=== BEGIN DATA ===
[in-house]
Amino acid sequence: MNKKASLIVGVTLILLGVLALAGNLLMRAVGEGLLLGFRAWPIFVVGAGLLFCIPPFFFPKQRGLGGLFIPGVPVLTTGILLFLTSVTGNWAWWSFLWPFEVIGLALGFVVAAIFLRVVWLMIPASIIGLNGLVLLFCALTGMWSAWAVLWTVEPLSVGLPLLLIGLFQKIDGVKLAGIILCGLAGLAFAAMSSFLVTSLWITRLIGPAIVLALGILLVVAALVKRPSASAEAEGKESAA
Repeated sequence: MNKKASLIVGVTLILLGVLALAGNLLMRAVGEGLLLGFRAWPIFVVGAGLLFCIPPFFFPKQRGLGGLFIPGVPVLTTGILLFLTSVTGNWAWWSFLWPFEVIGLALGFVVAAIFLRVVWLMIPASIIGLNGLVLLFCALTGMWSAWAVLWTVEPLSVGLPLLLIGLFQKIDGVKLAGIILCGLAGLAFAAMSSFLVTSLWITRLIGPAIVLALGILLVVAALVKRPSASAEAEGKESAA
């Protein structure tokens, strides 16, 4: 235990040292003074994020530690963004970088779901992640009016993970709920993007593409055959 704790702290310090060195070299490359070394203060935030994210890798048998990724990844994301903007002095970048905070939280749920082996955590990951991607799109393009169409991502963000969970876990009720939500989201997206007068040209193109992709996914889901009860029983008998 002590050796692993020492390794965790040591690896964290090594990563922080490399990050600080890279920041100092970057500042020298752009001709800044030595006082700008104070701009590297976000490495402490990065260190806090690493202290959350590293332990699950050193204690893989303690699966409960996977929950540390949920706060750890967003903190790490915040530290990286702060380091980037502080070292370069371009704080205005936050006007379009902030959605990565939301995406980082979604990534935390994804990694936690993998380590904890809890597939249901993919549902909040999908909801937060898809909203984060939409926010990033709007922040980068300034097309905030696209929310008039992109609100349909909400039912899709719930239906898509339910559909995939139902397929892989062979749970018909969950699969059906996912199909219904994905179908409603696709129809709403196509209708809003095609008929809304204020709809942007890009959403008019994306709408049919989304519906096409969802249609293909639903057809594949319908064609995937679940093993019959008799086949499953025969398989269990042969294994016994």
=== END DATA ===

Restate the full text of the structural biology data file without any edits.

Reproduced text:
[in-house]
Amino acid sequence: MNKKASLIVGVTLILLGVLALAGNLLMRAVGEGLLLGFRAWPIFVVGAGLLFCIPPFFFPKQRGLGGLFIPGVPVLTTGILLFLTSVTGNWAWWSFLWPFEVIGLALGFVVAAIFLRVVWLMIPASIIGLNGLVLLFCALTGMWSAWAVLWTVEPLSVGLPLLLIGLFQKIDGVKLAGIILCGLAGLAFAAMSSFLVTSLWITRLIGPAIVLALGILLVVAALVKRPSASAEAEGKESAA
Repeated sequence: MNKKASLIVGVTLILLGVLALAGNLLMRAVGEGLLLGFRAWPIFVVGAGLLFCIPPFFFPKQRGLGGLFIPGVPVLTTGILLFLTSVTGNWAWWSFLWPFEVIGLALGFVVAAIFLRVVWLMIPASIIGLNGLVLLFCALTGMWSAWAVLWTVEPLSVGLPLLLIGLFQKIDGVKLAGIILCGLAGLAFAAMSSFLVTSLWITRLIGPAIVLALGILLVVAALVKRPSASAEAEGKESAA
């Protein structure tokens, strides 16, 4: 235990040292003074994020530690963004970088779901992640009016993970709920993007593409055959 704790702290310090060195070299490359070394203060935030994210890798048998990724990844994301903007002095970048905070939280749920082996955590990951991607799109393009169409991502963000969970876990009720939500989201997206007068040209193109992709996914889901009860029983008998 002590050796692993020492390794965790040591690896964290090594990563922080490399990050600080890279920041100092970057500042020298752009001709800044030595006082700008104070701009590297976000490495402490990065260190806090690493202290959350590293332990699950050193204690893989303690699966409960996977929950540390949920706060750890967003903190790490915040530290990286702060380091980037502080070292370069371009704080205005936050006007379009902030959605990565939301995406980082979604990534935390994804990694936690993998380590904890809890597939249901993919549902909040999908909801937060898809909203984060939409926010990033709007922040980068300034097309905030696209929310008039992109609100349909909400039912899709719930239906898509339910559909995939139902397929892989062979749970018909969950699969059906996912199909219904994905179908409603696709129809709403196509209708809003095609008929809304204020709809942007890009959403008019994306709408049919989304519906096409969802249609293909639903057809594949319908064609995937679940093993019959008799086949499953025969398989269990042969294994016994």